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Let’s do more to make real progress in the cancer war

By The Standard | Published Sat, February 10th 2018 at 00:00, Updated February 9th 2018 at 23:52 GMT +3

In the last two decades, Kenya has waged a vicious war against cancer yet the threats remain real and startling. Today, it is third in the list of top killers in the country, accounting for 7 per cent deaths after infectious diseases and heart ailments. Current cancer trends, spread across all ages, are disconcerting. In 2012, there were just 20,000 reported cases. Now, the number has risen to 41,000 annually, and there are fears the figure could rise.

In 2015 for instance, 973 new cases of men were handled at the Texas Cancer Centre in Nairobi while the number of women was 1,503. In 2017, the number of new cases had almost doubled with a 47 per cent surge for all cases.

During this cancer prevention month, getting the bigger picture may mean asking a lot of questions and retracing the path we have travelled as a country in the health front. Lack of awareness, high cost of treatment as well as limitations in healthcare infrastructure are the stickiest stumbling blocks.

This is why we believe that probable lethargy and non-commitment by state actors and stakeholders should end now if the war against cancer is to be won. It can never be too late to get it right. The National Cancer Control Strategy, hammered out in 2011, was well thought-out but the blueprint is yet to fully achieve its far-reaching objectives.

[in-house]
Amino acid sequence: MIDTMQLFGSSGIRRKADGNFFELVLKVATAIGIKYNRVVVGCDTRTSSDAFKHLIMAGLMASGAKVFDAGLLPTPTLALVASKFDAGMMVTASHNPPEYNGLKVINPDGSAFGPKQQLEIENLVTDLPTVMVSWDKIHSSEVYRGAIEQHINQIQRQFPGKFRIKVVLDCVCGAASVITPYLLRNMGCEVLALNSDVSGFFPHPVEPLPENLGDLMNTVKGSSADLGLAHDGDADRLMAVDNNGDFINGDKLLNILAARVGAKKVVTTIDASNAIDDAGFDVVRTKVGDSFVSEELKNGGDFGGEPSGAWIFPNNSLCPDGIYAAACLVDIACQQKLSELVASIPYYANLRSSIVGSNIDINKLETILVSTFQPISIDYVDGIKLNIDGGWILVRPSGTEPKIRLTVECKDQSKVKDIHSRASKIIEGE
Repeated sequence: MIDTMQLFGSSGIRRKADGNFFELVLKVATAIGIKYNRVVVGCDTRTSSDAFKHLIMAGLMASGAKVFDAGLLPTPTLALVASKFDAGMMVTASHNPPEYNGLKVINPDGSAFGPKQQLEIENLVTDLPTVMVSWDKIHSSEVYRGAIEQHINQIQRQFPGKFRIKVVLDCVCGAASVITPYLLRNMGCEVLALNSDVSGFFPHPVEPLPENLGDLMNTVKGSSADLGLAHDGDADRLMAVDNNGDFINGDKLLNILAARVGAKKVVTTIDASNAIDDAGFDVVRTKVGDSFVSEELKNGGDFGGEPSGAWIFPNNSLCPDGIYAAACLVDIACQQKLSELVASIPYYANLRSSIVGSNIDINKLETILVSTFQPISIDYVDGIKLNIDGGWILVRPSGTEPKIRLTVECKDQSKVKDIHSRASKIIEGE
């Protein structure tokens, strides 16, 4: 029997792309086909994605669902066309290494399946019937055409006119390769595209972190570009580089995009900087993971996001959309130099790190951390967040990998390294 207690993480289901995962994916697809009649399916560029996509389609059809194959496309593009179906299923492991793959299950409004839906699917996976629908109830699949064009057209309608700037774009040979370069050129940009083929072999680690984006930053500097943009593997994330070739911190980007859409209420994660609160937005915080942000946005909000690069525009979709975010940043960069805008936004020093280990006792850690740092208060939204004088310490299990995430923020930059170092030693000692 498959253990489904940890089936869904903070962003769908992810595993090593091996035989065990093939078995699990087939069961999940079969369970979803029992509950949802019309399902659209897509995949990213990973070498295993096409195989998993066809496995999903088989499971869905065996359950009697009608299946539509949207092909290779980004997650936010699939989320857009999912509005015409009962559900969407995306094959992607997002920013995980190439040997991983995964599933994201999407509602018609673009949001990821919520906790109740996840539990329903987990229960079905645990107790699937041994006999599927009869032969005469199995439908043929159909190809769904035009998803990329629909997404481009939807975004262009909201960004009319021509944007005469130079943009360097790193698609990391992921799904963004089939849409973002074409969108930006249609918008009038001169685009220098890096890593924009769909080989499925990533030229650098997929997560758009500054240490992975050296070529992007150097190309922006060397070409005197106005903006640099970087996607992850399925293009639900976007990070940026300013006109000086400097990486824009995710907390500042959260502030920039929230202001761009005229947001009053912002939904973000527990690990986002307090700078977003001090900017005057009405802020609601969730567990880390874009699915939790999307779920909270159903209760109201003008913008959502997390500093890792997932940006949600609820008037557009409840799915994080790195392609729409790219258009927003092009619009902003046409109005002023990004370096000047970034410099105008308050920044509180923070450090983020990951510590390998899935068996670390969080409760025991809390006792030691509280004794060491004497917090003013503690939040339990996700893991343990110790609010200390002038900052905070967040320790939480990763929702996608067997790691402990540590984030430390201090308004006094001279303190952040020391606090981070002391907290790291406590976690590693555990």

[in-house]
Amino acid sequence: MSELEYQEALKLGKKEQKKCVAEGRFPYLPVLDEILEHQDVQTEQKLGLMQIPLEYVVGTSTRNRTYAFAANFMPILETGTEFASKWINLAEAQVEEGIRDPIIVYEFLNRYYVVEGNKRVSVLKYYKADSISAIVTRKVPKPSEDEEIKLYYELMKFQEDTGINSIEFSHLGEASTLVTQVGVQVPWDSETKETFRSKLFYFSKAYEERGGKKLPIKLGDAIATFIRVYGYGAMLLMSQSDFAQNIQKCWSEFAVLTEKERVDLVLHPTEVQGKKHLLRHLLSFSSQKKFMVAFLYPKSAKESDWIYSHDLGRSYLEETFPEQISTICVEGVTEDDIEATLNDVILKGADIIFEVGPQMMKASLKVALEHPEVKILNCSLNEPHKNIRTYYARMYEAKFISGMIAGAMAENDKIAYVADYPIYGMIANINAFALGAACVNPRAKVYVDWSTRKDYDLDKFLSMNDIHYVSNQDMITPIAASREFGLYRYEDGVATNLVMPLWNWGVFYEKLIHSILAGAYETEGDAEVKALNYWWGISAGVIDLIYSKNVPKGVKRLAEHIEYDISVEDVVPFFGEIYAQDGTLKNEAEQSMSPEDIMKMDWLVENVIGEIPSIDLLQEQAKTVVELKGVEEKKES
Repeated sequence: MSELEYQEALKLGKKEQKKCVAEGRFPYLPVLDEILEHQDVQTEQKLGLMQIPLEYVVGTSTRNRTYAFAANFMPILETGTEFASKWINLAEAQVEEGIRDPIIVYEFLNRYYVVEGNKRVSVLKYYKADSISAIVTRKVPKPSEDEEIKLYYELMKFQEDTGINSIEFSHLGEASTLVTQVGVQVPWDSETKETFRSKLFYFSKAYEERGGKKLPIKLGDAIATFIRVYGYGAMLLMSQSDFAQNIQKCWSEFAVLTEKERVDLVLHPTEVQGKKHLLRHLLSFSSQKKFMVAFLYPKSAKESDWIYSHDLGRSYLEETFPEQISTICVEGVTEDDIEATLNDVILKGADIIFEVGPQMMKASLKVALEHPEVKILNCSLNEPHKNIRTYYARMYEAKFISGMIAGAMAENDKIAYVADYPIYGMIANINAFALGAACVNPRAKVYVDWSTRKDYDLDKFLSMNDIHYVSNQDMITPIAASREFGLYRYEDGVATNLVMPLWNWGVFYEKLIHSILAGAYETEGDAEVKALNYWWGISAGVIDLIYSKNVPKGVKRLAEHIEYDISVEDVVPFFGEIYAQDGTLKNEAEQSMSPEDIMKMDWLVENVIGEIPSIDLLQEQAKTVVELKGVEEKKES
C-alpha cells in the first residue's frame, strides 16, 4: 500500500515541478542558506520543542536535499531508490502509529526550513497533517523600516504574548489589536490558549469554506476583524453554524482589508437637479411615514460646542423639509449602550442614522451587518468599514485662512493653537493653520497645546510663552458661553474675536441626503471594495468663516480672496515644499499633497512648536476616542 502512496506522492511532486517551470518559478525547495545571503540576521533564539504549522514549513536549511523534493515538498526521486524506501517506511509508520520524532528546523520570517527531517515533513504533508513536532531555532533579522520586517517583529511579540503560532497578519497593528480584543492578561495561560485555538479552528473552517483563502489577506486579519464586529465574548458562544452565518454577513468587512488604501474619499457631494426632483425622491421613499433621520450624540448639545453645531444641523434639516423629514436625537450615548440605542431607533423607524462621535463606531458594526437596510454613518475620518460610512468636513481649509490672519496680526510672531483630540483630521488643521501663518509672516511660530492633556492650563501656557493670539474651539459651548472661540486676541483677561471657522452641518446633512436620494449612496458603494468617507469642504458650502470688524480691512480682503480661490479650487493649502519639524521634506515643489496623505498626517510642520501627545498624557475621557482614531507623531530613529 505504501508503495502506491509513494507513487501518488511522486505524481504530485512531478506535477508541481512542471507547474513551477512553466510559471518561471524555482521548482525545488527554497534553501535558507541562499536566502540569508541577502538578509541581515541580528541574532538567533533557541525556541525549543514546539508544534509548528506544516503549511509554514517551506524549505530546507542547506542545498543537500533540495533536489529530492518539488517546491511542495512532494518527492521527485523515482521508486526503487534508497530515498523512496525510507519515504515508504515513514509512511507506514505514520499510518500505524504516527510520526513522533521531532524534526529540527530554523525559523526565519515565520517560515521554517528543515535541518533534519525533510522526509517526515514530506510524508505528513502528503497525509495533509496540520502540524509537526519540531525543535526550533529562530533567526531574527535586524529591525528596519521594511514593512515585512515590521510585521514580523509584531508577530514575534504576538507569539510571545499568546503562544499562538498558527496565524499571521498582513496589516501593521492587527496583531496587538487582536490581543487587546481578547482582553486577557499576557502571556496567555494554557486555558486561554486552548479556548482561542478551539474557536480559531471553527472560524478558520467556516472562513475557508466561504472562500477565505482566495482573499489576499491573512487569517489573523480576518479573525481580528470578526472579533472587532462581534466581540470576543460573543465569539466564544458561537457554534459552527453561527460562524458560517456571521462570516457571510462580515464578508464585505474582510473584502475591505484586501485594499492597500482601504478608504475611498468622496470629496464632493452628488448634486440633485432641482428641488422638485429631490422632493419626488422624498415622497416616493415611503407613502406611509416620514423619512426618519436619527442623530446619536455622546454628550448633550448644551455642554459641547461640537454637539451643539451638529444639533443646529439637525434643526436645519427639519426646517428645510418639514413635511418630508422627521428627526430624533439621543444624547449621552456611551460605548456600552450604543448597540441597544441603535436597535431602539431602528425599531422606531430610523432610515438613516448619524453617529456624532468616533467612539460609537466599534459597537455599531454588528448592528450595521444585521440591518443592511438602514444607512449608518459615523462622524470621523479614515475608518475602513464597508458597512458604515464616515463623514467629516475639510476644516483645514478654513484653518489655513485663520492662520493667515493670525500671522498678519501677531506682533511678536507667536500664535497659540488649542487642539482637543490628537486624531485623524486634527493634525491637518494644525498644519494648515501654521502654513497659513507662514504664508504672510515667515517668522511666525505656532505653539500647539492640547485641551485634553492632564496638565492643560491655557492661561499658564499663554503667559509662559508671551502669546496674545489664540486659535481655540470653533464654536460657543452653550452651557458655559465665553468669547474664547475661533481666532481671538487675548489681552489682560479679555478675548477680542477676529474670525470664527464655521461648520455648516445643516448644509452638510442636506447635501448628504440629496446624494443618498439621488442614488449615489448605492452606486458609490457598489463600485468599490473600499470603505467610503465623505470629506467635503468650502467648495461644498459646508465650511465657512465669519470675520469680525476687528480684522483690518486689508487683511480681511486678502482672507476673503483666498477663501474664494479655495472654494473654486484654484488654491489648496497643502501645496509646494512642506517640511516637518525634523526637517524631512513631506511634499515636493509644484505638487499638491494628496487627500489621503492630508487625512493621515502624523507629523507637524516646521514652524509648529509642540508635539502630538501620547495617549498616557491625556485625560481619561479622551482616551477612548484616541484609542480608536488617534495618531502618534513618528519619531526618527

More has to be done to reduce cancer incidence, morbidity and mortality to enhance survival rates through better diagnosis, treatment and care. That’s not all. There is need to establish a robust national cancer registry besides improving existing treatment centres and putting up new ones in every county.

There’s more to gain in providing affordable drugs and ensuring we have better facilities manned by enough specialist doctors whose work is supported by favourable policies. It’s doable, it isn’t rocket science. Kenyans travel abroad to seek treatment.

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Chemotherapy and radiotherapy technologies should be readily available. Like every developing economy, Kenya is beleaguered by resource constraints but this notwithstanding, more needs to be done to overcome the cancer challenge.


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